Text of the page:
I scaled down the model in Chitubox; I managed to get pretty close, and I’m happy with the scale.

Of course, at this point my foot was really starting to ache, but I found a way to elevate it at my painting desk, which I didn’t think was possible. I hobbled outside and sprayed the model with an undercoat, and decided to paint it! After all, it was better then sitting around in bed even more!

After about an hour or so, I was done! Lets have a look shall we?

Not looking too bad! The Brodie helmet seems to make taking pictures of the face an absolute pain in the rear however!
The white shirt took a few coats, but I got there in the end. The rest of the colours went on super easily, and the detail from Heroforge popped quite well!
Normally I try to keep my fingers out of photos, but I couldn’t help it if I wanted to show off the facial detail. While I can’t paint faces worth a damn, the jaunty expression and round face came out quite well!
The best part about 3D printing miniatures is I can totally print another when I learn to do faces better. As it stands, I’m pleased as punch the goofy expression I put on my face came through!
The Thompson is definitely heroic scale, but the detail therefore popped quite nicely. The pipe coming out at all was great! A nice touch is I wear my watch on the wrong arm, and I was able to reflect that little detail in the model!
The Red armband gives away that I made myself a Socialist! The start of many more to come, I assure you.

As another fun detail, I did the armband Red instead of my usual Royalist white with blue stripe. This is actually the first of my hopefully many Socialist models for VBCW. If I had been around in the 1930’s I definitely would have gotten caught up in the whole volunteering for the International Brigades thing. My character for VBCW will reflect that, being a veteran of the Mackenzie Papineau Battalion, a Canadian contingent of the International Brigades. More on that in another blog post!

I had an absolute blast making this model from online builder to print to paint! The wonders of the modern age indeed! I got so caught up making characters I made my friend for VBCW as well.

My buddies potential model. He’s got a whole 1930’s John Wick thing going on.

It is absolutely crazy to think that this whole thing is possible these days, and I must admit while I’m definitely a fan of the older school metal models, there is something to this whole 3D design thing that almost makes up for it. While the rest of my Socialists will be plastic or metal, at least their glorious leader(humble too!) will be from the new wave of 3D printing.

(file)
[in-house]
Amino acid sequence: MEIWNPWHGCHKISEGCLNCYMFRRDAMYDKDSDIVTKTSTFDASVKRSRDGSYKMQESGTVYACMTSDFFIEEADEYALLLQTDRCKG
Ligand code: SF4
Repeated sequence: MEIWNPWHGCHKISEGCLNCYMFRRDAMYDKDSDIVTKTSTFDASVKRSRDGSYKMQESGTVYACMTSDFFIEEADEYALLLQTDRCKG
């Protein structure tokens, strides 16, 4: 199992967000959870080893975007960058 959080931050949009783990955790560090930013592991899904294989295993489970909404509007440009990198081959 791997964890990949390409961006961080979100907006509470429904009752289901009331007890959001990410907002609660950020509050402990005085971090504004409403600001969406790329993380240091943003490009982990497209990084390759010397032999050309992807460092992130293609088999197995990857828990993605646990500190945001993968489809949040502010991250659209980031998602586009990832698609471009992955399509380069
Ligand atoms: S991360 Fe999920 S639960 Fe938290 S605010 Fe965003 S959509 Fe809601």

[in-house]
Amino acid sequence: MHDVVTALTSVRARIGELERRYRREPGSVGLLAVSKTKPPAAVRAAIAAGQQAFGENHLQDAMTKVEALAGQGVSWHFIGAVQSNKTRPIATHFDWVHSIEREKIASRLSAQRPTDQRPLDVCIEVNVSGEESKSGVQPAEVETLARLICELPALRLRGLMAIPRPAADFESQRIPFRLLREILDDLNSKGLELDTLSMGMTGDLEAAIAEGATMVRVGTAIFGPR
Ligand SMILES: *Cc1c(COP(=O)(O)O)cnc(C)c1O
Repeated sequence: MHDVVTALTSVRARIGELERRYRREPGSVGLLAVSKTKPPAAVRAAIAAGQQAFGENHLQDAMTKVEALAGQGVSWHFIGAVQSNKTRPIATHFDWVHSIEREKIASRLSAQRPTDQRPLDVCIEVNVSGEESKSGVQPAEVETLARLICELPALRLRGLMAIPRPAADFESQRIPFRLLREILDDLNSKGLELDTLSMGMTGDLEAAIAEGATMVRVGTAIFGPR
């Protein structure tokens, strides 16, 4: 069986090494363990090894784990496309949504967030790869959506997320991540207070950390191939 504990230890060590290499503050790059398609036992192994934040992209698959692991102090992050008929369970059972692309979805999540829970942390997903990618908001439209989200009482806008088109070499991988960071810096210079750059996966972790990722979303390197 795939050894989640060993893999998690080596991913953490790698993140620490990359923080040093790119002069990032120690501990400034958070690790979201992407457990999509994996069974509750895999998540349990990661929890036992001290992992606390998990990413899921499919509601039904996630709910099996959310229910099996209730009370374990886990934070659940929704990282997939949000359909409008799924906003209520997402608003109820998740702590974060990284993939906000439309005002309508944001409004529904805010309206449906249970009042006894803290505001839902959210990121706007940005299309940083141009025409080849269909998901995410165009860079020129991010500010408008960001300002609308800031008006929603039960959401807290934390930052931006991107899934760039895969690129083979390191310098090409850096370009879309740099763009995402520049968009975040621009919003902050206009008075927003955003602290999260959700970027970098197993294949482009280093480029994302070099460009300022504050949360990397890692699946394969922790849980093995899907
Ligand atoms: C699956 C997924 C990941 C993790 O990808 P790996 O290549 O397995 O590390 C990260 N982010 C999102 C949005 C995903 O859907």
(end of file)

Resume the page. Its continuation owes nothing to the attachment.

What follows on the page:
Anyways, that is all I have for today. I hope you enjoyed this pretty radical departure from my normal content, and didn’t overly mind my narcissism! Happy War-gaming wherever you are, and No Pasaran!

A Tale of Two Empires: A Little Something for Legion and 40k!

For the Emperor(s)!

“Today, the Rebellion Dies”

I really, really wanted to have some Valentine tanks painted for today. But as I didn’t have tan primer, some 40k and Legion models will have to suffice! I’ve gotten back into the painting game a bit, despite my shaky hands. I really want to put even a little dent into my ever-growing backlog.

I started with something special. A while back, I made a post about painting a Praetorian Guard Warhammer 40k army. While I let that project slip from my schedule, I decided to paint another test mini. My problem with the first was time; it simply took far too long per Guardsman to be viable. for me at least!

Swish, but you took 2 hours to paint!

This is my older test mini, done when I had hands that weren’t fighting me constantly. Its rather good, and the grey is unique among Praetorian Guard armies I have seen. But it simply takes too long to do, and might even be impossible given my tremors situation.

His replacement! In classic colours, I must admit I like it a teensy bit better.
I even managed to do the helmet strap!
The two models side by side.
And from the back. The yellow lace is so classic that it’ll stay no matter which paint scheme I stick with!
Not a bad bit of painting.

The new Guardsmen is painted in Classic Praetorian Guard colours, navy paints and simple tunics. He was much faster to paint, and importantly, still doable! I might end up going with a compromise. Grey facings and turnbacks but yellow lace and simple tunics. Let me know your thoughts!

Next up was a Terminator with a Banner. This was a daunting model to paint, and I must admit I messed up royally in parts, which is even worse given the rarity of the model! I don’t think its beyond salvageable however, and it still looks a decent tabletop standard mini.

The actual terminator went fairly well, it was the banner that caused me the worst issues. White paint that refused to cooperate no matter how much I thinned it, and shaky hands to make the detail nearly impossible!